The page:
Consider the laws governing the production of secondary cathode radiation by X-rays. If primary cathode rays impinge on a metal plate P1, they produce X-rays. If these X-rays impinge on a second metal plate P2, cathode rays are again produced whose speed is of the same order as that of the primary cathode rays.

As far as we know today, the speed of the secondary cathode rays depends neither on the distance between P1 and P2, nor on the intensity of the primary cathode rays, but rather entirely on the speed of the primary cathode rays. Let's assume that this is strictly true. What would happen if we reduced the intensity of the primary cathode rays or the size of P1 on which they fall, so that the impact of an electron of the primary cathode rays can be considered an isolated process?

In his remarks after the talk, Johannes Stark confirmed that he had observed a single X-ray that traveled as far as ten meters and ejected a similar energy electron from P2.
If the above is really true then, because of the independence of the secondary cathode rays' speed on the primary cathode rays' intensity, we must assume that an electron impinging on P1 will either cause no electrons to be produced at P2, or else a secondary emission of an electron whose speed is of the same order as that of the initial electron impinging on P1. In other words, the elementary process of radiation seems to occur in such a way that it does not scatter the energy of the primary electron in a spherical wave propagating in every direction, as the oscillation theory demands.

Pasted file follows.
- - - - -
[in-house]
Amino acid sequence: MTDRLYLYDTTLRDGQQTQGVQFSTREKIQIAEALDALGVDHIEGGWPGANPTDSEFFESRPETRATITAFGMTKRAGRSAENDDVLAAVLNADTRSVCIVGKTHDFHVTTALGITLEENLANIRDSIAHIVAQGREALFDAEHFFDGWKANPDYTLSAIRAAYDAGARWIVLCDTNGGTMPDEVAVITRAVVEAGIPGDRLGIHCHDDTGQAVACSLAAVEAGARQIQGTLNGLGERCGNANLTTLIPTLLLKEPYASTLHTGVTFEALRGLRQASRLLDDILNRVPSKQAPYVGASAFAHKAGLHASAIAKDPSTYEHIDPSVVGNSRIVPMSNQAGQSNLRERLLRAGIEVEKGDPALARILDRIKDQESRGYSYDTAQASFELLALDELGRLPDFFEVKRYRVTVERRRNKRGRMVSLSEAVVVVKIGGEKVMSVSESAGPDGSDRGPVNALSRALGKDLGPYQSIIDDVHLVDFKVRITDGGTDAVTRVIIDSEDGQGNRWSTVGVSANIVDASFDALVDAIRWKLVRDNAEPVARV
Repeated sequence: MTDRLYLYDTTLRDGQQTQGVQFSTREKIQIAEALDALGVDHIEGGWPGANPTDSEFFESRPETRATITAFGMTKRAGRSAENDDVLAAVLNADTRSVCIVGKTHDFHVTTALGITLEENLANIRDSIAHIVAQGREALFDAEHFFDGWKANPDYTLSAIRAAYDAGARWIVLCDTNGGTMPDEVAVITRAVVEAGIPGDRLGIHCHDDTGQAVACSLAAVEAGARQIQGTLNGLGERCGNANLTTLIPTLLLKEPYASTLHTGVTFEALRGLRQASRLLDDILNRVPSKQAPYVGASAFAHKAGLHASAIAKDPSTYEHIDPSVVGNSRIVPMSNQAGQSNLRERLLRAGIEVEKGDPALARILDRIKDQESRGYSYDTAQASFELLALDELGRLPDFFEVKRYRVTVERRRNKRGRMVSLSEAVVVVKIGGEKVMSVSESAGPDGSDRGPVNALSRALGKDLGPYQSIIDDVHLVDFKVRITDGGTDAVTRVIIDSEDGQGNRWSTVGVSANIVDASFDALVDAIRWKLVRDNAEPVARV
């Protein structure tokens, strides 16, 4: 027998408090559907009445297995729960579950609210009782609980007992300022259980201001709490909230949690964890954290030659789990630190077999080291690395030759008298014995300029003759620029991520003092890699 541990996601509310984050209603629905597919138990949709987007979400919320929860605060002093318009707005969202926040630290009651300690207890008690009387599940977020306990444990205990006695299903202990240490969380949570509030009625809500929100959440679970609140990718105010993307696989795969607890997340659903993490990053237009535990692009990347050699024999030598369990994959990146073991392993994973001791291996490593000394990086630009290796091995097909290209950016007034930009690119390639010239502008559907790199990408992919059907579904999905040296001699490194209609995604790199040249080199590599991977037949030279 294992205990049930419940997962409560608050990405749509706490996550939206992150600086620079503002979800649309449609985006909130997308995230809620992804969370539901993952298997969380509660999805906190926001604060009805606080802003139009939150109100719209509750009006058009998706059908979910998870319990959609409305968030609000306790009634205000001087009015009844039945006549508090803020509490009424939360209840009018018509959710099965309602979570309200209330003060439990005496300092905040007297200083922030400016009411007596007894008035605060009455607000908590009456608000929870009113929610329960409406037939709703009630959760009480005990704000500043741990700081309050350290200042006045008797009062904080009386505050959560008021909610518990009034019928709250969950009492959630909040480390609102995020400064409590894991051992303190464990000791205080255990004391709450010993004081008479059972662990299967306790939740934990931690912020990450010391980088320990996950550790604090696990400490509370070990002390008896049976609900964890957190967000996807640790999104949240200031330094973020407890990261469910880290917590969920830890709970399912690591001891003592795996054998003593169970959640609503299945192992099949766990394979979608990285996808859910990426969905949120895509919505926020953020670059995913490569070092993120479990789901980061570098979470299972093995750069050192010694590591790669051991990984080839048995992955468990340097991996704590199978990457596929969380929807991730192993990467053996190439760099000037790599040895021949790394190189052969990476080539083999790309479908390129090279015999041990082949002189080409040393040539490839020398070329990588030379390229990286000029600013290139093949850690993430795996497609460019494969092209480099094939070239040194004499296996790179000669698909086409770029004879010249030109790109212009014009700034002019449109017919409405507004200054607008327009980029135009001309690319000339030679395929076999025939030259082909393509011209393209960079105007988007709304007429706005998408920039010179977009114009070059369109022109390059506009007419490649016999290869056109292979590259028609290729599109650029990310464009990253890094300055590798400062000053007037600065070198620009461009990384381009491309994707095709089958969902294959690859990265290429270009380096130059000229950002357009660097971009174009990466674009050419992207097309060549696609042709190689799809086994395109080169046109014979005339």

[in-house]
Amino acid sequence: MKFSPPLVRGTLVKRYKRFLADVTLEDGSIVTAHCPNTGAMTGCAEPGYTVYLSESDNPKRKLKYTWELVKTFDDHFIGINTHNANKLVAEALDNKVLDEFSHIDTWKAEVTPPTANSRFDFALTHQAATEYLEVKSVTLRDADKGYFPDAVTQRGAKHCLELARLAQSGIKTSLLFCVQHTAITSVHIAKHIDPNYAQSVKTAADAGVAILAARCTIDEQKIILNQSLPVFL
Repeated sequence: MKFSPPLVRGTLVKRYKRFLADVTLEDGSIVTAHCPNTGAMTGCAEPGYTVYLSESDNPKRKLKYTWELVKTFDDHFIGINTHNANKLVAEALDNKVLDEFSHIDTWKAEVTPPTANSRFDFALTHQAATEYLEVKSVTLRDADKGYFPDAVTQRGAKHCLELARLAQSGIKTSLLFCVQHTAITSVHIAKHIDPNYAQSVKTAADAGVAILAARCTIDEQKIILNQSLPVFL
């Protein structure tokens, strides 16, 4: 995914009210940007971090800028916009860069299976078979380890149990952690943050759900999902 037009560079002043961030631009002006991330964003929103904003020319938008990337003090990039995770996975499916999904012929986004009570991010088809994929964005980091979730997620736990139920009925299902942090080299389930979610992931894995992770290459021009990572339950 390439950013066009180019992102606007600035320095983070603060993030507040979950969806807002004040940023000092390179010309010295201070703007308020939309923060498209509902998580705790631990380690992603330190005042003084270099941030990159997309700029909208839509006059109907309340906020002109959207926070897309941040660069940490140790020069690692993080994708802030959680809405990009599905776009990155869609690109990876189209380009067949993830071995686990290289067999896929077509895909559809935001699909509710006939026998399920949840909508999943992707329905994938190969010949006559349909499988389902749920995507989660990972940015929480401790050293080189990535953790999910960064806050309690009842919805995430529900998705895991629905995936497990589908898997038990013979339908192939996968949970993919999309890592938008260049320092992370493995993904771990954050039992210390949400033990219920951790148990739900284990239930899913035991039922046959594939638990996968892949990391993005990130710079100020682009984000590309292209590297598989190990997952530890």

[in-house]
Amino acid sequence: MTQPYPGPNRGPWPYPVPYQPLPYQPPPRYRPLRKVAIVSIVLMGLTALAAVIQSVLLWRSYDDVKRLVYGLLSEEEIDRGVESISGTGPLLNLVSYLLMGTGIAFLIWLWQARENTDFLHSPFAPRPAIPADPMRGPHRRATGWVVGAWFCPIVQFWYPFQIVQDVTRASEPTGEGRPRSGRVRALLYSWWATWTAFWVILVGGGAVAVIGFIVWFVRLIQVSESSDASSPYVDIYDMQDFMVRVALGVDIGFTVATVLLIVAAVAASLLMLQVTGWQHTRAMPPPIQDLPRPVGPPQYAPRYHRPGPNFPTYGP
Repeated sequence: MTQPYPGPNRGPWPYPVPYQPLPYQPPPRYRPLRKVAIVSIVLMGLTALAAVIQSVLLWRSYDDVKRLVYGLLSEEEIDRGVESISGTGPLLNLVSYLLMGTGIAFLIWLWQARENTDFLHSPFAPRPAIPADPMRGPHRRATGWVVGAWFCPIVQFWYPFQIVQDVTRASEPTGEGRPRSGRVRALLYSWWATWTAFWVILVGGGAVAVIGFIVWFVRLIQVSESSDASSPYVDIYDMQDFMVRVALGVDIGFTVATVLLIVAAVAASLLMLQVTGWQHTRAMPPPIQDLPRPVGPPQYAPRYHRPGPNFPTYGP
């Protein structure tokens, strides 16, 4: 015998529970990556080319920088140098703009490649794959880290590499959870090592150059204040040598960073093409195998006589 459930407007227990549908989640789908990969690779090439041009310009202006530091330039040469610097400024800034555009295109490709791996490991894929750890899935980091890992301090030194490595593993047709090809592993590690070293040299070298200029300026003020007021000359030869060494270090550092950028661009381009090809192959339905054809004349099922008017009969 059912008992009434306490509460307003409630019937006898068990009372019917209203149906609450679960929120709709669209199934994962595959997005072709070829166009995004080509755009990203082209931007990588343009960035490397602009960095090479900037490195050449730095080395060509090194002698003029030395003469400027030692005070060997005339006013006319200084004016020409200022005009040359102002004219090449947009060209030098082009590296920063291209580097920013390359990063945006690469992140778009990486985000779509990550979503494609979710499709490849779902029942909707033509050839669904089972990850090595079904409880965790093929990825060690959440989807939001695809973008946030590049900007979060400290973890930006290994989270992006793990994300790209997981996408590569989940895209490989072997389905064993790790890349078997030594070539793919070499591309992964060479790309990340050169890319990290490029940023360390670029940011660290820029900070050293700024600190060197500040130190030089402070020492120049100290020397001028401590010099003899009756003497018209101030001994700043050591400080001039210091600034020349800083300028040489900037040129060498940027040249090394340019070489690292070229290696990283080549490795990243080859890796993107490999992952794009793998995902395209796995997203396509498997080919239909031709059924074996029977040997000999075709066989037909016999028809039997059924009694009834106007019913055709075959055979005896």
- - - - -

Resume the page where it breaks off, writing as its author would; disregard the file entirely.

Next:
That energy is possibly available "somewhere else" is the key idea of nonlocality that Einstein will present in 1927 at the Solvay conference
Rather, at least a large part of this energy seems to be available at some place on P2, or somewhere else. The elementary process of the emission of radiation appears to be directional. Moreover, one has the impression that the production of X-rays at P1 and the production of secondary cathode rays at P2 are essentially inverse processes.

Therefore, the constitution of radiation seems to be different from what our oscillation theory predicts. The theory of thermal radiation has given important clues about this, mostly by the theory on which Planck based his radiation formula...